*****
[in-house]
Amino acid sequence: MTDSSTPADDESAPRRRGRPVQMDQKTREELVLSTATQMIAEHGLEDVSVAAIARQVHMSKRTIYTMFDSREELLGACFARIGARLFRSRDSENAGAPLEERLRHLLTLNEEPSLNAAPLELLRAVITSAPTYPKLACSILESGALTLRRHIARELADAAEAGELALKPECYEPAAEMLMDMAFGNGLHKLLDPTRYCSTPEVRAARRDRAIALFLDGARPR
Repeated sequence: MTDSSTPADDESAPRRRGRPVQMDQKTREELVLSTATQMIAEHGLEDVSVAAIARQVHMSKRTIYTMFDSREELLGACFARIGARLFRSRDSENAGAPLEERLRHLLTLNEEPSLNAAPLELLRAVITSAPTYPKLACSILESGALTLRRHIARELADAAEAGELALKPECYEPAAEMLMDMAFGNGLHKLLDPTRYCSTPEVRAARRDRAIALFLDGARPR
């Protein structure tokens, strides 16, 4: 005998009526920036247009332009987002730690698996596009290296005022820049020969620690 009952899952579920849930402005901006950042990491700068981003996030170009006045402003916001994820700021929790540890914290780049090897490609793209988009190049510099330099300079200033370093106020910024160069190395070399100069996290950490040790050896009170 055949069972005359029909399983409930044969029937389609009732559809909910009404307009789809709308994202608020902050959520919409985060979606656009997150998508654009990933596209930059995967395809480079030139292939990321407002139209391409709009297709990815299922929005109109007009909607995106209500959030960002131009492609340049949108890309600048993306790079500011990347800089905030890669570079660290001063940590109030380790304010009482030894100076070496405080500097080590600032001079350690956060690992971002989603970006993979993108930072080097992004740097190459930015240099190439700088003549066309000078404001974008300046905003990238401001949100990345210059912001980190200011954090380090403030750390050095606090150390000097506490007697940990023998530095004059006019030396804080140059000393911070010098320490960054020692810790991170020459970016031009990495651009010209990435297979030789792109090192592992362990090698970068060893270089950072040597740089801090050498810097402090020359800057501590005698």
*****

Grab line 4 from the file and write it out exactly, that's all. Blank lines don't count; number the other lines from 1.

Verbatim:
């Protein structure tokens, strides 16, 4: 005998009526920036247009332009987002730690698996596009290296005022820049020969620690 009952899952579920849930402005901006950042990491700068981003996030170009006045402003916001994820700021929790540890914290780049090897490609793209988009190049510099330099300079200033370093106020910024160069190395070399100069996290950490040790050896009170 055949069972005359029909399983409930044969029937389609009732559809909910009404307009789809709308994202608020902050959520919409985060979606656009997150998508654009990933596209930059995967395809480079030139292939990321407002139209391409709009297709990815299922929005109109007009909607995106209500959030960002131009492609340049949108890309600048993306790079500011990347800089905030890669570079660290001063940590109030380790304010009482030894100076070496405080500097080590600032001079350690956060690992971002989603970006993979993108930072080097992004740097190459930015240099190439700088003549066309000078404001974008300046905003990238401001949100990345210059912001980190200011954090380090403030750390050095606090150390000097506490007697940990023998530095004059006019030396804080140059000393911070010098320490960054020692810790991170020459970016031009990495651009010209990435297979030789792109090192592992362990090698970068060893270089950072040597740089801090050498810097402090020359800057501590005698």